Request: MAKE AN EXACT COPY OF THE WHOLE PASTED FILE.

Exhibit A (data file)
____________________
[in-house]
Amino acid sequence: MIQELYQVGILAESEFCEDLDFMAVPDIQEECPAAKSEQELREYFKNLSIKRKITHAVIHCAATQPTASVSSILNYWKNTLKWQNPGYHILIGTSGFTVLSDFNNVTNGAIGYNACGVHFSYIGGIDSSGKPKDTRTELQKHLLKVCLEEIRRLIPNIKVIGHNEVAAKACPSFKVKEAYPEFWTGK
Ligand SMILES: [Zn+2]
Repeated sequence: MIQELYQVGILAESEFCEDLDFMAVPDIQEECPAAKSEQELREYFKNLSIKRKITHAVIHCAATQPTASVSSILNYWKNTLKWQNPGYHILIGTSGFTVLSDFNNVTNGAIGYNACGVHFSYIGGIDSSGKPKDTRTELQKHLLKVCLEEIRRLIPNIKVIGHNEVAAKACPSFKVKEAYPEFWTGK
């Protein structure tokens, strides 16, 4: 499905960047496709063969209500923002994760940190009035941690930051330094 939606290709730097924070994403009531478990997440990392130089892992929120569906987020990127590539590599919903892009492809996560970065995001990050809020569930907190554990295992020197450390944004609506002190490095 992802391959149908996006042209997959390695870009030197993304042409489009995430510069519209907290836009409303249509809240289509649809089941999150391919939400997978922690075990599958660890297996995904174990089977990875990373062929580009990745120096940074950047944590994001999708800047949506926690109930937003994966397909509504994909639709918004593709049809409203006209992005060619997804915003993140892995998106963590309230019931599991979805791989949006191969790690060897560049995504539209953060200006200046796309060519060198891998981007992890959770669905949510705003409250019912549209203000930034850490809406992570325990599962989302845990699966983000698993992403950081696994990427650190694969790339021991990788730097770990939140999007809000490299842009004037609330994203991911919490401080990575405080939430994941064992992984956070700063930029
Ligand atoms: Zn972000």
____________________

[in-house]
Amino acid sequence: MIQELYQVGILAESEFCEDLDFMAVPDIQEECPAAKSEQELREYFKNLSIKRKITHAVIHCAATQPTASVSSILNYWKNTLKWQNPGYHILIGTSGFTVLSDFNNVTNGAIGYNACGVHFSYIGGIDSSGKPKDTRTELQKHLLKVCLEEIRRLIPNIKVIGHNEVAAKACPSFKVKEAYPEFWTGK
Ligand SMILES: [Zn+2]
Repeated sequence: MIQELYQVGILAESEFCEDLDFMAVPDIQEECPAAKSEQELREYFKNLSIKRKITHAVIHCAATQPTASVSSILNYWKNTLKWQNPGYHILIGTSGFTVLSDFNNVTNGAIGYNACGVHFSYIGGIDSSGKPKDTRTELQKHLLKVCLEEIRRLIPNIKVIGHNEVAAKACPSFKVKEAYPEFWTGK
């Protein structure tokens, strides 16, 4: 499905960047496709063969209500923002994760940190009035941690930051330094 939606290709730097924070994403009531478990997440990392130089892992929120569906987020990127590539590599919903892009492809996560970065995001990050809020569930907190554990295992020197450390944004609506002190490095 992802391959149908996006042209997959390695870009030197993304042409489009995430510069519209907290836009409303249509809240289509649809089941999150391919939400997978922690075990599958660890297996995904174990089977990875990373062929580009990745120096940074950047944590994001999708800047949506926690109930937003994966397909509504994909639709918004593709049809409203006209992005060619997804915003993140892995998106963590309230019931599991979805791989949006191969790690060897560049995504539209953060200006200046796309060519060198891998981007992890959770669905949510705003409250019912549209203000930034850490809406992570325990599962989302845990699966983000698993992403950081696994990427650190694969790339021991990788730097770990939140999007809000490299842009004037609330994203991911919490401080990575405080939430994941064992992984956070700063930029
Ligand atoms: Zn972000």